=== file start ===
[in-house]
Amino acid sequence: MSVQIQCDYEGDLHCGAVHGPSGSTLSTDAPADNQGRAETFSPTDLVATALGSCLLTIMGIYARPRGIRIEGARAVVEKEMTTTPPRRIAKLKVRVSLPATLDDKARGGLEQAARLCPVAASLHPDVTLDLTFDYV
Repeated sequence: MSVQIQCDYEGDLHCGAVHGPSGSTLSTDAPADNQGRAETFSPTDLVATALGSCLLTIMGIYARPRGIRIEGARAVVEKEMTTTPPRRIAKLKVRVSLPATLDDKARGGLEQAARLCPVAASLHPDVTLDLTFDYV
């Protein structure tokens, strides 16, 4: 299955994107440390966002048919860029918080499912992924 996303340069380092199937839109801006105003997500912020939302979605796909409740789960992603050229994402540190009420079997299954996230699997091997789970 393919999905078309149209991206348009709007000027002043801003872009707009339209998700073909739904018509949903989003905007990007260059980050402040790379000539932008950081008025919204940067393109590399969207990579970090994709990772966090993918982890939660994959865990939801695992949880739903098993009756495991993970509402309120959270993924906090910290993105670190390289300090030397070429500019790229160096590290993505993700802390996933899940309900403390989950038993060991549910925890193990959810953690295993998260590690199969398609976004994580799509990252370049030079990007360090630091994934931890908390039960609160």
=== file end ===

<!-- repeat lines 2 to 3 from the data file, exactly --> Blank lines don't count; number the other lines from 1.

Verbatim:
Amino acid sequence: MSVQIQCDYEGDLHCGAVHGPSGSTLSTDAPADNQGRAETFSPTDLVATALGSCLLTIMGIYARPRGIRIEGARAVVEKEMTTTPPRRIAKLKVRVSLPATLDDKARGGLEQAARLCPVAASLHPDVTLDLTFDYV
Repeated sequence: MSVQIQCDYEGDLHCGAVHGPSGSTLSTDAPADNQGRAETFSPTDLVATALGSCLLTIMGIYARPRGIRIEGARAVVEKEMTTTPPRRIAKLKVRVSLPATLDDKARGGLEQAARLCPVAASLHPDVTLDLTFDYV